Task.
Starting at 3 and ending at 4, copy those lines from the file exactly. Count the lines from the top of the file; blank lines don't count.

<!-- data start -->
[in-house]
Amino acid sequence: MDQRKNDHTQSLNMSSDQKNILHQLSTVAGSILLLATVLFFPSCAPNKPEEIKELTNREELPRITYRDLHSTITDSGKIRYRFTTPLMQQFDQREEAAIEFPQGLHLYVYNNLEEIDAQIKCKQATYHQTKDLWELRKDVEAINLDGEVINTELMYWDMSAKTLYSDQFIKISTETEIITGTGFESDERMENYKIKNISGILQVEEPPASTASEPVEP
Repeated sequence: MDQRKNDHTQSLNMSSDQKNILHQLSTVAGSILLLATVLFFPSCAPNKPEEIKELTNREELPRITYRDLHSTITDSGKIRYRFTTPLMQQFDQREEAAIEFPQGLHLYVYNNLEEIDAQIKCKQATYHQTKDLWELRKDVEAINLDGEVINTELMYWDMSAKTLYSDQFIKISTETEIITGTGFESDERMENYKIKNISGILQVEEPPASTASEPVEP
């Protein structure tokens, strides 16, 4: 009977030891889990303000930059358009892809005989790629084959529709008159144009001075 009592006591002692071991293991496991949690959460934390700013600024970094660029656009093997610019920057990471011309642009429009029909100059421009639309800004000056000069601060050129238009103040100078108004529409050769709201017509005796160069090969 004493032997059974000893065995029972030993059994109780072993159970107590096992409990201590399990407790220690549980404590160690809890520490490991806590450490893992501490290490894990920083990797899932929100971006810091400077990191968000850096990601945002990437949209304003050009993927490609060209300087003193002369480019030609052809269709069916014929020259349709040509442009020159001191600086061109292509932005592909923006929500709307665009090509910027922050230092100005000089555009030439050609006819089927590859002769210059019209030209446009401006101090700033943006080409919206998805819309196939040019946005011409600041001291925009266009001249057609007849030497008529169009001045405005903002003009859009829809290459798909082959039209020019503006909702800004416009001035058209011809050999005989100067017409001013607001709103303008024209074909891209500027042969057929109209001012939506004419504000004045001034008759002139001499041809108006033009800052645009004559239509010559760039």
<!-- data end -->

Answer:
Repeated sequence: MDQRKNDHTQSLNMSSDQKNILHQLSTVAGSILLLATVLFFPSCAPNKPEEIKELTNREELPRITYRDLHSTITDSGKIRYRFTTPLMQQFDQREEAAIEFPQGLHLYVYNNLEEIDAQIKCKQATYHQTKDLWELRKDVEAINLDGEVINTELMYWDMSAKTLYSDQFIKISTETEIITGTGFESDERMENYKIKNISGILQVEEPPASTASEPVEP
């Protein structure tokens, strides 16, 4: 009977030891889990303000930059358009892809005989790629084959529709008159144009001075 009592006591002692071991293991496991949690959460934390700013600024970094660029656009093997610019920057990471011309642009429009029909100059421009639309800004000056000069601060050129238009103040100078108004529409050769709201017509005796160069090969 004493032997059974000893065995029972030993059994109780072993159970107590096992409990201590399990407790220690549980404590160690809890520490490991806590450490893992501490290490894990920083990797899932929100971006810091400077990191968000850096990601945002990437949209304003050009993927490609060209300087003193002369480019030609052809269709069916014929020259349709040509442009020159001191600086061109292509932005592909923006929500709307665009090509910027922050230092100005000089555009030439050609006819089927590859002769210059019209030209446009401006101090700033943006080409919206998805819309196939040019946005011409600041001291925009266009001249057609007849030497008529169009001045405005903002003009859009829809290459798909082959039209020019503006909702800004416009001035058209011809050999005989100067017409001013607001709103303008024209074909891209500027042969057929109209001012939506004419504000004045001034008759002139001499041809108006033009800052645009004559239509010559760039």